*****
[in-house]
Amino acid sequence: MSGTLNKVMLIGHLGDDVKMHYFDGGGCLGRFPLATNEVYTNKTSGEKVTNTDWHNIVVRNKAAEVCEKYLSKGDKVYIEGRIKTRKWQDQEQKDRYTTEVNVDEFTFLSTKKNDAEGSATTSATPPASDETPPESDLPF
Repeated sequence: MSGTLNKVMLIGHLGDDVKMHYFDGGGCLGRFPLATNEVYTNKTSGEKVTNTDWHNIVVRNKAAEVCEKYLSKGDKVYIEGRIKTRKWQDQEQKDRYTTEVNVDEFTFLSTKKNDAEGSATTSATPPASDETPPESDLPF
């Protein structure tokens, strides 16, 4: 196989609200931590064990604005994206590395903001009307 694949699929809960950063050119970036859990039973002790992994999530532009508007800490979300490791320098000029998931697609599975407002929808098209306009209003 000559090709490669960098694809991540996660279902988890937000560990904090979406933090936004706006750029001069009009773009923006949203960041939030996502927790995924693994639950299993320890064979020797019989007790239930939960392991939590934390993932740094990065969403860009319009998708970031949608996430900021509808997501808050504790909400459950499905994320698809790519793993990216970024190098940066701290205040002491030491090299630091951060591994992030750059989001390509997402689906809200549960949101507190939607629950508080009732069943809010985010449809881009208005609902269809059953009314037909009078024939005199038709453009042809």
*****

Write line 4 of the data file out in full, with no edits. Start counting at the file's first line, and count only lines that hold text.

């Protein structure tokens, strides 16, 4: 196989609200931590064990604005994206590395903001009307 694949699929809960950063050119970036859990039973002790992994999530532009508007800490979300490791320098000029998931697609599975407002929808098209306009209003 000559090709490669960098694809991540996660279902988890937000560990904090979406933090936004706006750029001069009009773009923006949203960041939030996502927790995924693994639950299993320890064979020797019989007790239930939960392991939590934390993932740094990065969403860009319009998708970031949608996430900021509808997501808050504790909400459950499905994320698809790519793993990216970024190098940066701290205040002491030491090299630091951060591994992030750059989001390509997402689906809200549960949101507190939607629950508080009732069943809010985010449809881009208005609902269809059953009314037909009078024939005199038709453009042809």